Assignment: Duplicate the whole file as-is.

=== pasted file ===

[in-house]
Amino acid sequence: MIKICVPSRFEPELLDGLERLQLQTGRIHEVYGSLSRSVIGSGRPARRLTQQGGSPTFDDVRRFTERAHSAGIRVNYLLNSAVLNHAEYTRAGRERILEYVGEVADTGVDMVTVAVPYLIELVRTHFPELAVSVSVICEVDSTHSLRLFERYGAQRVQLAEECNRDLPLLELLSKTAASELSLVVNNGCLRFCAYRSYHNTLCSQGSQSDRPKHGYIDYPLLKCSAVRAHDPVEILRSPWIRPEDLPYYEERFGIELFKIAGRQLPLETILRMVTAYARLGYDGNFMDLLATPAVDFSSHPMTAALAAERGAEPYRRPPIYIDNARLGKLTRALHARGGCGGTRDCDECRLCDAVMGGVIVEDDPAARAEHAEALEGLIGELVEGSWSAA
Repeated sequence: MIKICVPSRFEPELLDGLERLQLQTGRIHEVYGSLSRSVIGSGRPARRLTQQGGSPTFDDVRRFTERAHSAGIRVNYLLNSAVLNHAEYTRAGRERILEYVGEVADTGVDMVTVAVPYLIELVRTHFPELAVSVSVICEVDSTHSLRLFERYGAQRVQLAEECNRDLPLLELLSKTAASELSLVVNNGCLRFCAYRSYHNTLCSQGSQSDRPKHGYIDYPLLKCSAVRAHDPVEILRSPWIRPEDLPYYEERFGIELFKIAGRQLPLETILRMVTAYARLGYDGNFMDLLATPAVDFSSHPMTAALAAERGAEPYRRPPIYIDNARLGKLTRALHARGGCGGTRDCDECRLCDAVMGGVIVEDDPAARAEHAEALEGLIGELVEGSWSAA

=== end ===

[in-house]
Amino acid sequence: MIKICVPSRFEPELLDGLERLQLQTGRIHEVYGSLSRSVIGSGRPARRLTQQGGSPTFDDVRRFTERAHSAGIRVNYLLNSAVLNHAEYTRAGRERILEYVGEVADTGVDMVTVAVPYLIELVRTHFPELAVSVSVICEVDSTHSLRLFERYGAQRVQLAEECNRDLPLLELLSKTAASELSLVVNNGCLRFCAYRSYHNTLCSQGSQSDRPKHGYIDYPLLKCSAVRAHDPVEILRSPWIRPEDLPYYEERFGIELFKIAGRQLPLETILRMVTAYARLGYDGNFMDLLATPAVDFSSHPMTAALAAERGAEPYRRPPIYIDNARLGKLTRALHARGGCGGTRDCDECRLCDAVMGGVIVEDDPAARAEHAEALEGLIGELVEGSWSAA
Repeated sequence: MIKICVPSRFEPELLDGLERLQLQTGRIHEVYGSLSRSVIGSGRPARRLTQQGGSPTFDDVRRFTERAHSAGIRVNYLLNSAVLNHAEYTRAGRERILEYVGEVADTGVDMVTVAVPYLIELVRTHFPELAVSVSVICEVDSTHSLRLFERYGAQRVQLAEECNRDLPLLELLSKTAASELSLVVNNGCLRFCAYRSYHNTLCSQGSQSDRPKHGYIDYPLLKCSAVRAHDPVEILRSPWIRPEDLPYYEERFGIELFKIAGRQLPLETILRMVTAYARLGYDGNFMDLLATPAVDFSSHPMTAALAAERGAEPYRRPPIYIDNARLGKLTRALHARGGCGGTRDCDECRLCDAVMGGVIVEDDPAARAEHAEALEGLIGELVEGSWSAA